The critical environmental and sustainability issues of Guyana:
1. Human Trafficking
Guyana is the source and destination for men, women, and children subjected to sex trafficking and forced labor – children being particularly vulnerable. Women and girls from Guyana, Venezuela, Suriname, Brazil, and the Dominican Republic are forced into prostitution in Guyana’s interior mining communities and urban areas. Forced labor is also reported in mining, agriculture, forestry, domestic service, and shops. The government released its anti-trafficking action plan in June 2014 but made uneven efforts to implement it; law enforcement was weak, and Guyanese courts dismissed the majority of ongoing trafficking prosecutions; the government referred some victims to care services, which were provided by NGOs with little or no government support.
In 2018, the government reported 30 new investigations, prosecuted 11 suspected traffickers and convicted 1 trafficker for sex trafficking, compared to 4 investigations, 17 prosecutions and two convictions in 2017. The government reported investigating 11 cases of child trafficking (10 sex trafficking and one labor trafficking). The government identified 156 victims in 2018 (106 for sex trafficking and 50 for labor trafficking), compared with 131 identified victims in 2017. The government referred 93 victims to shelter and psychological services, compared with 115 in 2017.
2. Violence against Children
The persistence of domestic and community violence, often involving children as perpetrators as well as victims in Guyana is a major concern. There is an increase in domestic violence and little legal redress and services for the victims of abuse and violence especially children.The consensus is that the root causes of this violence are not being addressed and instead interventions focus on punitive responses to the symptoms rather than prevention, rehabilitation and social integration.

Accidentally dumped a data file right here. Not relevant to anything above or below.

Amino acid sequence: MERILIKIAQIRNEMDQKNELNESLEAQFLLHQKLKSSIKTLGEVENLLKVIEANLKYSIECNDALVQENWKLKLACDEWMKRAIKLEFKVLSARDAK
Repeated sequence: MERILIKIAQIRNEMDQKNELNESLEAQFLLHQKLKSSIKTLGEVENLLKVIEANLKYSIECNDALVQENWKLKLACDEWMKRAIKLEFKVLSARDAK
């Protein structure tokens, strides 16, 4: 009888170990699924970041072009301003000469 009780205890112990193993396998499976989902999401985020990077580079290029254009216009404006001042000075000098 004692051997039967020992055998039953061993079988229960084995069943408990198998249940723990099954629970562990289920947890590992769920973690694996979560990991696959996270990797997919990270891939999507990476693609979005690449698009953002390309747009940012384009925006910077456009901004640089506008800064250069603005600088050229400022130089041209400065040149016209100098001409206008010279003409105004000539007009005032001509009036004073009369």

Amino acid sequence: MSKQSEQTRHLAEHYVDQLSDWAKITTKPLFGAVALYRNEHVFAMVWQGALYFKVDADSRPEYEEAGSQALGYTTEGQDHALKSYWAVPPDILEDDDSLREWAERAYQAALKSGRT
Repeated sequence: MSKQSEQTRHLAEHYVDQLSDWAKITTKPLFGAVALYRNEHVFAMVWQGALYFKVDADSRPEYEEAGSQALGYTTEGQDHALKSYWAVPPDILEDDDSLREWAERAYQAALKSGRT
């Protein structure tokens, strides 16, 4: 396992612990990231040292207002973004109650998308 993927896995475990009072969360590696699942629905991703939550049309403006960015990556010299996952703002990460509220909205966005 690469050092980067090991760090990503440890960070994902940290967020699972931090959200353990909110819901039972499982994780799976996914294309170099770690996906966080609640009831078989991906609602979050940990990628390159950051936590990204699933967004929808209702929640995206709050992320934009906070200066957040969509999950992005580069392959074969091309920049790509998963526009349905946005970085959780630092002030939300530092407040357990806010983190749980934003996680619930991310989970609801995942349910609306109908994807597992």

There have been about 4,000 reported cases of violence against children every year, a figure which chairman of ChildLink, Kosi John, said. Children have been suffering from long-lasting trauma because their relatives and families fail to realise that there is more to abuse than just addressing the issue. In Guyana, 600 of the 4000 cases of abuse are sexual abuse while 50 per cent of the cases are neglected. Sexual abuse of the girl child remains high, with 801 cases being reported in 2018 compared to 392 in 2017.
The level of poverty and associated levels of malnourishment will have dire consequences on the future health of the population and the potential for future economic growth in Guyana unless immediate steps are taken to address these issues. More than 36 percent of Guyanese or almost 4 in 10 people are living in poverty i.e. surviving on an income of U$1.75 per day or G$10,494 per month, according to the Guyana Poverty Reduction Strategy: (2011 – 2015). Almost half (47.5 percent) of all children under the age of 16 live in families struck by poverty. This is both an economic and social tragedy. More than a third of young adults (16-25 years old) live in poverty. A quarter of the adult population (41 years and older) also lives in poverty.
The main health problems that Guyana faces are NCDs, mental disorders (suicide), HIV infection and tuberculosis, vector-borne diseases, and not enough trained health workers. HIV/AIDS prevalence is estimated at 2.5 per cent, one of the highest rates in the Caribbean. AIDS is the leading cause of death among adults aged 24-44.
The various systems within the health sector are fragmented and lack intercommunication. Political, technical, and financial backing is needed to develop infrastructure, recruit skilled human resources, and support technological sustainability. In 2015, only 57.8% of information from health facilities reached national authorities; thus, underreporting of mortality and morbidity is high.
The agricultural sector, in recent years, has seen a steady decline in contribution to GDP; the sector’s contribution was 19.4 percent in 2015, and by 2018 it declined to 16.1 percent of GDP.
Agricultural systems in Guyana are challenged by climate change and this poses a risk to sustainability. Agriculture is predominantly done along the low lying coast which is vulnerable to flooding, adding to the cost of production and reducing competitiveness.